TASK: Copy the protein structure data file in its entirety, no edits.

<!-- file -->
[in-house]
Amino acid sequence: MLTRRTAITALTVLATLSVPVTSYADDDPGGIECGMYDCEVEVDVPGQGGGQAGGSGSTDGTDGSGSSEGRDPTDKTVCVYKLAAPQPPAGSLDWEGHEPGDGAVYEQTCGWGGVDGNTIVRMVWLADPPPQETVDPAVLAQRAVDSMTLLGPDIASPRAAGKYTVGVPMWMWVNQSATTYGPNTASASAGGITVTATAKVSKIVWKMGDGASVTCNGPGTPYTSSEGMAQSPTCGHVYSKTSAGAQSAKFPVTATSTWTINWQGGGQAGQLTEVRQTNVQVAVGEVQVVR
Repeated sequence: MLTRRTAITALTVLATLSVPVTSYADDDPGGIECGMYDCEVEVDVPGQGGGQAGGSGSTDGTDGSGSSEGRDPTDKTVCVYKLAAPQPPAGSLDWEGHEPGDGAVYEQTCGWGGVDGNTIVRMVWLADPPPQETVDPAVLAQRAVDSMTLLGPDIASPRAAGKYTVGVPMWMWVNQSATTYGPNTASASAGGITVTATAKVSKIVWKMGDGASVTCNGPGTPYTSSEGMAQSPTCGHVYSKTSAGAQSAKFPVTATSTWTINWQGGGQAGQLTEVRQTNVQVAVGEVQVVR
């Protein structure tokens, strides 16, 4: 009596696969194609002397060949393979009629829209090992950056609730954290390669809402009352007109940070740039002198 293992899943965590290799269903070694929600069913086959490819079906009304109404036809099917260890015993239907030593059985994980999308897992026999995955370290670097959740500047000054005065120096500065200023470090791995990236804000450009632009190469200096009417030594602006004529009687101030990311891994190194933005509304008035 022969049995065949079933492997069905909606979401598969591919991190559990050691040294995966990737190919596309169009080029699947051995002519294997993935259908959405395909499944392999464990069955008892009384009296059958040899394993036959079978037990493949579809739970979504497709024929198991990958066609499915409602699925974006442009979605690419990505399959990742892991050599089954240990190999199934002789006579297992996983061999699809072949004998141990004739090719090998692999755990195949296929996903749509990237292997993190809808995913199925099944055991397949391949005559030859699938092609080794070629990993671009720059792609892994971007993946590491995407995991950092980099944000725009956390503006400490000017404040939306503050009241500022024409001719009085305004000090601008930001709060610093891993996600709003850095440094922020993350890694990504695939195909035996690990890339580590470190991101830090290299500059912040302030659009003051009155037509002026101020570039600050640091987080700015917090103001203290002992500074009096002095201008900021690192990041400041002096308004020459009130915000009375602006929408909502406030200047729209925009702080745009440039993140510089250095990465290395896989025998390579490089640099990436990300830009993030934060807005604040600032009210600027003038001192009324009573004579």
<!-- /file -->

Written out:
[in-house]
Amino acid sequence: MLTRRTAITALTVLATLSVPVTSYADDDPGGIECGMYDCEVEVDVPGQGGGQAGGSGSTDGTDGSGSSEGRDPTDKTVCVYKLAAPQPPAGSLDWEGHEPGDGAVYEQTCGWGGVDGNTIVRMVWLADPPPQETVDPAVLAQRAVDSMTLLGPDIASPRAAGKYTVGVPMWMWVNQSATTYGPNTASASAGGITVTATAKVSKIVWKMGDGASVTCNGPGTPYTSSEGMAQSPTCGHVYSKTSAGAQSAKFPVTATSTWTINWQGGGQAGQLTEVRQTNVQVAVGEVQVVR
Repeated sequence: MLTRRTAITALTVLATLSVPVTSYADDDPGGIECGMYDCEVEVDVPGQGGGQAGGSGSTDGTDGSGSSEGRDPTDKTVCVYKLAAPQPPAGSLDWEGHEPGDGAVYEQTCGWGGVDGNTIVRMVWLADPPPQETVDPAVLAQRAVDSMTLLGPDIASPRAAGKYTVGVPMWMWVNQSATTYGPNTASASAGGITVTATAKVSKIVWKMGDGASVTCNGPGTPYTSSEGMAQSPTCGHVYSKTSAGAQSAKFPVTATSTWTINWQGGGQAGQLTEVRQTNVQVAVGEVQVVR
């Protein structure tokens, strides 16, 4: 009596696969194609002397060949393979009629829209090992950056609730954290390669809402009352007109940070740039002198 293992899943965590290799269903070694929600069913086959490819079906009304109404036809099917260890015993239907030593059985994980999308897992026999995955370290670097959740500047000054005065120096500065200023470090791995990236804000450009632009190469200096009417030594602006004529009687101030990311891994190194933005509304008035 022969049995065949079933492997069905909606979401598969591919991190559990050691040294995966990737190919596309169009080029699947051995002519294997993935259908959405395909499944392999464990069955008892009384009296059958040899394993036959079978037990493949579809739970979504497709024929198991990958066609499915409602699925974006442009979605690419990505399959990742892991050599089954240990190999199934002789006579297992996983061999699809072949004998141990004739090719090998692999755990195949296929996903749509990237292997993190809808995913199925099944055991397949391949005559030859699938092609080794070629990993671009720059792609892994971007993946590491995407995991950092980099944000725009956390503006400490000017404040939306503050009241500022024409001719009085305004000090601008930001709060610093891993996600709003850095440094922020993350890694990504695939195909035996690990890339580590470190991101830090290299500059912040302030659009003051009155037509002026101020570039600050640091987080700015917090103001203290002992500074009096002095201008900021690192990041400041002096308004020459009130915000009375602006929408909502406030200047729209925009702080745009440039993140510089250095990465290395896989025998390579490089640099990436990300830009993030934060807005604040600032009210600027003038001192009324009573004579």